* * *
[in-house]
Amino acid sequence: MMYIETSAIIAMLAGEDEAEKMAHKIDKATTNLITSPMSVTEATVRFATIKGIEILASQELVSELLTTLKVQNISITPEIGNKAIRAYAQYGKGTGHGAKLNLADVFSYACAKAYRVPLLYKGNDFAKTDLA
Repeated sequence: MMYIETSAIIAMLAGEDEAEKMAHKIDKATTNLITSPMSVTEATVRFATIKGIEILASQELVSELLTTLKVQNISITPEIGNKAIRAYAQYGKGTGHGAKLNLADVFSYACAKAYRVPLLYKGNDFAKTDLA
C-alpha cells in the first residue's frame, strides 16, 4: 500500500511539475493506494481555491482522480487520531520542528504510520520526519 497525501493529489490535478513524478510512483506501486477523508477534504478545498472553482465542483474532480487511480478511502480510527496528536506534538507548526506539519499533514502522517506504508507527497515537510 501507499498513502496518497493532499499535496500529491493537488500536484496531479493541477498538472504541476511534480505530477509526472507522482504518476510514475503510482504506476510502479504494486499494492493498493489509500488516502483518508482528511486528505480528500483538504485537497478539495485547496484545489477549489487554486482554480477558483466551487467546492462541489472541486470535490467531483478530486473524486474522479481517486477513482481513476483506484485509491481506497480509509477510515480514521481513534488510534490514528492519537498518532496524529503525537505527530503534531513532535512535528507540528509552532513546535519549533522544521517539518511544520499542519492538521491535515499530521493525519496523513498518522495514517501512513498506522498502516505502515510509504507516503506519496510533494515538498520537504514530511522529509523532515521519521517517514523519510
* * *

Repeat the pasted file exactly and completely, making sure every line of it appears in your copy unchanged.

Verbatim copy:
[in-house]
Amino acid sequence: MMYIETSAIIAMLAGEDEAEKMAHKIDKATTNLITSPMSVTEATVRFATIKGIEILASQELVSELLTTLKVQNISITPEIGNKAIRAYAQYGKGTGHGAKLNLADVFSYACAKAYRVPLLYKGNDFAKTDLA
Repeated sequence: MMYIETSAIIAMLAGEDEAEKMAHKIDKATTNLITSPMSVTEATVRFATIKGIEILASQELVSELLTTLKVQNISITPEIGNKAIRAYAQYGKGTGHGAKLNLADVFSYACAKAYRVPLLYKGNDFAKTDLA
C-alpha cells in the first residue's frame, strides 16, 4: 500500500511539475493506494481555491482522480487520531520542528504510520520526519 497525501493529489490535478513524478510512483506501486477523508477534504478545498472553482465542483474532480487511480478511502480510527496528536506534538507548526506539519499533514502522517506504508507527497515537510 501507499498513502496518497493532499499535496500529491493537488500536484496531479493541477498538472504541476511534480505530477509526472507522482504518476510514475503510482504506476510502479504494486499494492493498493489509500488516502483518508482528511486528505480528500483538504485537497478539495485547496484545489477549489487554486482554480477558483466551487467546492462541489472541486470535490467531483478530486473524486474522479481517486477513482481513476483506484485509491481506497480509509477510515480514521481513534488510534490514528492519537498518532496524529503525537505527530503534531513532535512535528507540528509552532513546535519549533522544521517539518511544520499542519492538521491535515499530521493525519496523513498518522495514517501512513498506522498502516505502515510509504507516503506519496510533494515538498520537504514530511522529509523532515521519521517517514523519510